Alpha's Manifesto

A black and white figure's thought-hive

How to perform a good code review

Reaching agreement from a bunch of code

Code review

I recently wrote about how to create a good pull request, this is, how to make your code changes easy to review and discuss. Now we’re going to talk about the second part: reviewing someone else’s code. This puts you on the reviewers side, and hopefully the person submitting code did follow our guidelines to make your life easier.

There are several approaches you can take to review the code, but we’re going to enumerate a checklist that you could use to minimize the usage of your time and the efficiency of the code review.

(

How to create a good pull request

A meta-guide for creating easy to review requests

This has been a common question and a subject of debate since everyone has their opinions on what good code is and what bad code is. Regardless, the pull request is not about the code itself but about the actions of reviewing, adjusting, discussing and assimilating (merging) code, which may be good or bad in itself.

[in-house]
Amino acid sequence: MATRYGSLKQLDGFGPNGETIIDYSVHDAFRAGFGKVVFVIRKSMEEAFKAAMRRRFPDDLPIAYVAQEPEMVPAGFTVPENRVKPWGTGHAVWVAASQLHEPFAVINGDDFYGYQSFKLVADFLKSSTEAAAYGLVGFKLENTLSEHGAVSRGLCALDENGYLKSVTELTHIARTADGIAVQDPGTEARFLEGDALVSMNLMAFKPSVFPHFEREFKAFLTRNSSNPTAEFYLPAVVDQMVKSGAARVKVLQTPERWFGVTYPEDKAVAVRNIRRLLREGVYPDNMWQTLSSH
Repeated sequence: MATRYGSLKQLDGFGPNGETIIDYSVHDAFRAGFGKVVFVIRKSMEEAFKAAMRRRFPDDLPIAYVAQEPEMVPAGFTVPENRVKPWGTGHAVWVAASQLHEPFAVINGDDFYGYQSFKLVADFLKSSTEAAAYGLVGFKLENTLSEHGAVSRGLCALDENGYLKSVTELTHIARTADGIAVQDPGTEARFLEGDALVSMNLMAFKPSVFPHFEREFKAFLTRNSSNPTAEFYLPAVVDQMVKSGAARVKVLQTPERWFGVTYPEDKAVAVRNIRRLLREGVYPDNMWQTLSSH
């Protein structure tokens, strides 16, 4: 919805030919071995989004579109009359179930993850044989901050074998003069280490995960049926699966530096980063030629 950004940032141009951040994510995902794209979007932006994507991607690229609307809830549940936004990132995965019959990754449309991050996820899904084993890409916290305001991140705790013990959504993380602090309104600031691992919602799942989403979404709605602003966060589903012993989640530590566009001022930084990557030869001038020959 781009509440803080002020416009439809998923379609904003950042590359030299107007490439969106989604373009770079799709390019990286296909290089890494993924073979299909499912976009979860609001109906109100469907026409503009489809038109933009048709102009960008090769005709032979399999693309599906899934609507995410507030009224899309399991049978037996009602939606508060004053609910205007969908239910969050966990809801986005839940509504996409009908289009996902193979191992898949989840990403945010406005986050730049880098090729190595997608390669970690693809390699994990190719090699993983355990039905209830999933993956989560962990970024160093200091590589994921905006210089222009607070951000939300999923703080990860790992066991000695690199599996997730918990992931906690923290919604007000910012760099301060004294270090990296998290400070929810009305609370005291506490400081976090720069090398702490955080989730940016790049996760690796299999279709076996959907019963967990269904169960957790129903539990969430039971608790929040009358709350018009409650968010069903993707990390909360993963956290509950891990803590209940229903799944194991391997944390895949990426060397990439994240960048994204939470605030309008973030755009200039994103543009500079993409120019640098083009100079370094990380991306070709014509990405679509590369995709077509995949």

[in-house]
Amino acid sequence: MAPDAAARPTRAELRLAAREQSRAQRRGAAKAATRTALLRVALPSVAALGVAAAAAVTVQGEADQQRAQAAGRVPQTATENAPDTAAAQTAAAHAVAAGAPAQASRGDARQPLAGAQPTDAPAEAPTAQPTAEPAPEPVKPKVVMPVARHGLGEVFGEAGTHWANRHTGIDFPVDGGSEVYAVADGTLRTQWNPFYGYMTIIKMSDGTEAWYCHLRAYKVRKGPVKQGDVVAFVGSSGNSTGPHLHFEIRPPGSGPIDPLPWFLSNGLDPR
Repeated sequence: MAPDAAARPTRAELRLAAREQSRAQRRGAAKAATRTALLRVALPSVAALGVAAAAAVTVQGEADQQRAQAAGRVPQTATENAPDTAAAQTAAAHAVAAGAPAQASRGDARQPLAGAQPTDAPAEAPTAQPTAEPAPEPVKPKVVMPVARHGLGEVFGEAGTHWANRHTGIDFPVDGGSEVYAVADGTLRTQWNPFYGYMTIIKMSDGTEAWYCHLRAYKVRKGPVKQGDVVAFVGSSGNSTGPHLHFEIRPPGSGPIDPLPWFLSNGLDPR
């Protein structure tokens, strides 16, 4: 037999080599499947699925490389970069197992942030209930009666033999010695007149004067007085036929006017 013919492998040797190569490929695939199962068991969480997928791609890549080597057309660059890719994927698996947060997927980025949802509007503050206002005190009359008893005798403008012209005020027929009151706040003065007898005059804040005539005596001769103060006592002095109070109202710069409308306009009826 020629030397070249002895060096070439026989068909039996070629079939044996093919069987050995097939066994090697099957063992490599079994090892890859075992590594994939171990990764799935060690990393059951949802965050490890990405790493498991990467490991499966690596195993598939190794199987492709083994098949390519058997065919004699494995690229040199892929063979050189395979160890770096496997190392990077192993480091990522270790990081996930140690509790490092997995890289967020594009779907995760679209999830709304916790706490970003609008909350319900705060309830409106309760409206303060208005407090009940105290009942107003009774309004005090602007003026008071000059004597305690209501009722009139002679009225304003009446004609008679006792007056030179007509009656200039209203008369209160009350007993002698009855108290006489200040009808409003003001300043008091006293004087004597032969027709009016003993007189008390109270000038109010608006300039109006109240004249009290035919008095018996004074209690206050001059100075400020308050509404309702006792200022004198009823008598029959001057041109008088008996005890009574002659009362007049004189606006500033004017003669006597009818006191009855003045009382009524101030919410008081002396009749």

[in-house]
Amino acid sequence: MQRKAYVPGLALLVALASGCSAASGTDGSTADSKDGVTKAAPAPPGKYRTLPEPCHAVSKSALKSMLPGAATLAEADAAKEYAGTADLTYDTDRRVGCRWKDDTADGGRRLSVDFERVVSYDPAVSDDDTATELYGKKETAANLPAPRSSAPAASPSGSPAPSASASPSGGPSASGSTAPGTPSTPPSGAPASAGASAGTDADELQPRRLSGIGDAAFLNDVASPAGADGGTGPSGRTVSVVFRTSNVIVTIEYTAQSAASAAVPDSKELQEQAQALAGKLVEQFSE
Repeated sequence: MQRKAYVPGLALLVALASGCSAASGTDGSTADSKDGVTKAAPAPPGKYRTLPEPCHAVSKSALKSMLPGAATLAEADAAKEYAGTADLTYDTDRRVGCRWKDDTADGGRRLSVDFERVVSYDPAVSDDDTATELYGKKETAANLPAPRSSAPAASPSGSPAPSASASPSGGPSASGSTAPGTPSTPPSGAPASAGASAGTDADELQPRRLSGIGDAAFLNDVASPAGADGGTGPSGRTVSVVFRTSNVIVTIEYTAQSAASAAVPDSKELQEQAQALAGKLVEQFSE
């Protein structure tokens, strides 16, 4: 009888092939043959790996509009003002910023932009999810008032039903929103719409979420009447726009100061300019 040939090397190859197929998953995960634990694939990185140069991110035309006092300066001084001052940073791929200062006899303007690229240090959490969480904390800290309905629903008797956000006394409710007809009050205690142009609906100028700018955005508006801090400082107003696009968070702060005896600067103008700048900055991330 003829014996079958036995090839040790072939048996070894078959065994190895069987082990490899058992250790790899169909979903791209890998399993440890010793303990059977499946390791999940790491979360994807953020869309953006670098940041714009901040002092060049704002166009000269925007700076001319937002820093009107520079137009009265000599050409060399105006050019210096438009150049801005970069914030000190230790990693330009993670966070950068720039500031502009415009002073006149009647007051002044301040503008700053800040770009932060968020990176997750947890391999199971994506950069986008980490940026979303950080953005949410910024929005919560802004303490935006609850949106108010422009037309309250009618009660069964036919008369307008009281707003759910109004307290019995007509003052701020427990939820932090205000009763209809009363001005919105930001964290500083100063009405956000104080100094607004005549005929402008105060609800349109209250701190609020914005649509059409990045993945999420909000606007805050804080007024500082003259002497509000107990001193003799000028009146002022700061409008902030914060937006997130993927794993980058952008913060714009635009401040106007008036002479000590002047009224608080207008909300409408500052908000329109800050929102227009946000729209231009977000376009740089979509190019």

This will be later followed by a set of notes on how to perform a good code review.

Without further ado, let’s start with what is going to be a long article about sending a good pull request.

(

Death to Singletons!


Evil Singleton

No, I’m not talking about those that can’t find someone to be with. You’re ok in my book.

One of my favorite question to ask at technical interviews is “Can you tell me advantages and disadvantages of the singleton pattern?” I get varied responses, but while almost everybody can think of the advantages, nobody mentions the problems that come along with it. I’m going to quickly explain what singletons are and then roast them good.

(

Testability vs. simple design

Testing requires decoupling

Shooting down dependencies